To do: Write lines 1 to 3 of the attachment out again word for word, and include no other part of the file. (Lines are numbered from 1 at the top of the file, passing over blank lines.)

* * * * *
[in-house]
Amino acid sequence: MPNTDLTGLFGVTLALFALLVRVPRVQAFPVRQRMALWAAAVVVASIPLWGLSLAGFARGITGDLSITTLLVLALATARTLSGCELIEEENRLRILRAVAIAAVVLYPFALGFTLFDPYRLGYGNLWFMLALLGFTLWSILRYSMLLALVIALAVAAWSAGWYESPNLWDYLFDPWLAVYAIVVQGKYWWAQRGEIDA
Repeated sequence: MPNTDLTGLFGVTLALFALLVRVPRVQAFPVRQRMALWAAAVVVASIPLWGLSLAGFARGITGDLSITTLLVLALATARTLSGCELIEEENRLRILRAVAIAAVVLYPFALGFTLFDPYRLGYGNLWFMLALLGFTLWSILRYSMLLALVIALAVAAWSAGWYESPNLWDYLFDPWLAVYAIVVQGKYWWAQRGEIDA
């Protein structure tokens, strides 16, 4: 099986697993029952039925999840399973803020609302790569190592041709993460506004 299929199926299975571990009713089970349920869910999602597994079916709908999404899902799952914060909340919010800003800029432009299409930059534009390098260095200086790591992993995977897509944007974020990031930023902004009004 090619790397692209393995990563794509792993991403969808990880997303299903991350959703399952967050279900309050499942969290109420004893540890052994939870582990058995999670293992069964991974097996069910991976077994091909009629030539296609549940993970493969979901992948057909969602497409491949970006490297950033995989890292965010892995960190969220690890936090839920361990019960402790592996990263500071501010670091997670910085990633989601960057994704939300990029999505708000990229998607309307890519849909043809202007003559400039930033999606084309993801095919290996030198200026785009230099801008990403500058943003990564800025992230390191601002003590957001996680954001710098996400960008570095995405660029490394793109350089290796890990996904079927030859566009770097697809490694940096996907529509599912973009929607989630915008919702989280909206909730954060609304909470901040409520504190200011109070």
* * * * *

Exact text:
[in-house]
Amino acid sequence: MPNTDLTGLFGVTLALFALLVRVPRVQAFPVRQRMALWAAAVVVASIPLWGLSLAGFARGITGDLSITTLLVLALATARTLSGCELIEEENRLRILRAVAIAAVVLYPFALGFTLFDPYRLGYGNLWFMLALLGFTLWSILRYSMLLALVIALAVAAWSAGWYESPNLWDYLFDPWLAVYAIVVQGKYWWAQRGEIDA
Repeated sequence: MPNTDLTGLFGVTLALFALLVRVPRVQAFPVRQRMALWAAAVVVASIPLWGLSLAGFARGITGDLSITTLLVLALATARTLSGCELIEEENRLRILRAVAIAAVVLYPFALGFTLFDPYRLGYGNLWFMLALLGFTLWSILRYSMLLALVIALAVAAWSAGWYESPNLWDYLFDPWLAVYAIVVQGKYWWAQRGEIDA